Amir still loves the trade he was in in Iran, book printing and binding, but has been unable to follow it here. “It was always busy, you never had time to think about problems, and at night you were so tired you slept like a baby.” So he took cleaning and labouring jobs — “anything to get money” — until strokes made him unable to work.
East Surrey Outreach (Esos) put them in touch with LeatherHead Start. At first, LHS only had room for Evelyn, who arrived here in mid-August. Tom camped for another two weeks until he too had a place. “It’s been really good here,” says Evelyn. She’s full of prase for the staff’s readiness to help. Tom welcomes the regular meals.
He has built up no savings since he arrived here 14 years ago: he sent much of what little money he earned to his family in Iran. He talks to his mother on the phone regularly but has lost contact with his wife and two sons, 20 and 18 years old. In a recent conversation his mother told him that, without telling him, his wife had divorced him.
The experience has changed him: “Before all this I had no faith in people,” he says. “I do now.” Says Evelyn, “It makes you realise there’s kind people around, people who understand people who don’t have somewhere to go.”
Until earlier this year he lived in a caravan behind the Plough at Leigh. “It was damp, and dark,” he says, “like a prison”: “There was never enough quiet,” he says. “Someone was always partying. I didn’t feel safe there.”
It’s too early for them to make plans. For the moment they’re living on benefit, but Tom wants work either as an electrician or as a cook if he can fund the retraining. Evelyn, in poor health, just wants to recover.
He was forgetting to eat, becoming more and more ill, and suffering knee pains. Two months ago St Bartholemew’s church, opposite the pub, told him about homeless charities and he was given support by the church until he moved to LHS. “Brilliant,” is how he sums up his experience here. The staff are very helpful and the other residents are “very quiet and very nice”. Everyone asks him if he needs anything. His prospects for moving on now look good as he will go on to longer term supported housing in Dorking whilst waiting on the Housing Register to eventually bid for his own flat with a local housing trust. He is happy that his sons have a good future because the family is looking after them. Both have qualified for good jobs, “but I have no hope of seeing them again”.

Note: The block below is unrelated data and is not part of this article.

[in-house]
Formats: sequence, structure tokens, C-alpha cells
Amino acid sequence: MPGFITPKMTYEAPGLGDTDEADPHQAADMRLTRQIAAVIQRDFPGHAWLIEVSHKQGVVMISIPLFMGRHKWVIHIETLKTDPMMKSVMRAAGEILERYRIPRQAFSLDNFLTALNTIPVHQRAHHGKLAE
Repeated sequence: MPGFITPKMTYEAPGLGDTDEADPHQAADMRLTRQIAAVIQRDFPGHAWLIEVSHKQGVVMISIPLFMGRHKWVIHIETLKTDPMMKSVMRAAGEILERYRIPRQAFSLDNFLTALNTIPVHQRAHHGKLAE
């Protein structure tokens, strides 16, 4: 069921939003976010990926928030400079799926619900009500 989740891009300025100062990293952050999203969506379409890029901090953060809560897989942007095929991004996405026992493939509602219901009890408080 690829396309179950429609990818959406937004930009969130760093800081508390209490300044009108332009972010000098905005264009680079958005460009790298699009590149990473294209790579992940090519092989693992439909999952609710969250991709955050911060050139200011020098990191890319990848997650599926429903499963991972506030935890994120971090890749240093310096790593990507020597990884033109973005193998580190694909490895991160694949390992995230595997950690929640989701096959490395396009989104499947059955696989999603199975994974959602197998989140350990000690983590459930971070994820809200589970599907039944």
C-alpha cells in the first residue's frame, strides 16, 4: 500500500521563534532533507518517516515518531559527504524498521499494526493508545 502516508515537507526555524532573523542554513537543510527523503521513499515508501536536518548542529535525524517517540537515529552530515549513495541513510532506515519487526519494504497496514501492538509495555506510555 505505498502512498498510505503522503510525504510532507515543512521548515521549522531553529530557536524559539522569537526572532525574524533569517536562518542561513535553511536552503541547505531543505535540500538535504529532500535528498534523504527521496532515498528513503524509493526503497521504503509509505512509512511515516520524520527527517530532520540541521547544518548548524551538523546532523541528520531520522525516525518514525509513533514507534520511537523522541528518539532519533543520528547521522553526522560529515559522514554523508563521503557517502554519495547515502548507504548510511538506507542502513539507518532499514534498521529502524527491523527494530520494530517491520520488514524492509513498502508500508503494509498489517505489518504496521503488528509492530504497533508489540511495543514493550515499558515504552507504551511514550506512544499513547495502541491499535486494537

Above: Tom and Evelyn have enjoyed being part of the Out Of A Pickle team! (see page 5)
Learning and Opportunities
We have been producing some lovely artwork in an art group led by our volunteer Lesley.
Clients have been preparing lovely Sunday roasts - building skills and keeping us fed at the same time!
Fun times down on the allotment! One of our clients, Des (pictured left) loved it so much he even decided to get his
We have been running Life Skill sessions covering topics such as managing stress, goal setting, communication and mindfulness.
It could be you or me
so have a depressive or other mental illness either caused by or leading to their loss of a home and their inability to cope. “They’re good people,” he says.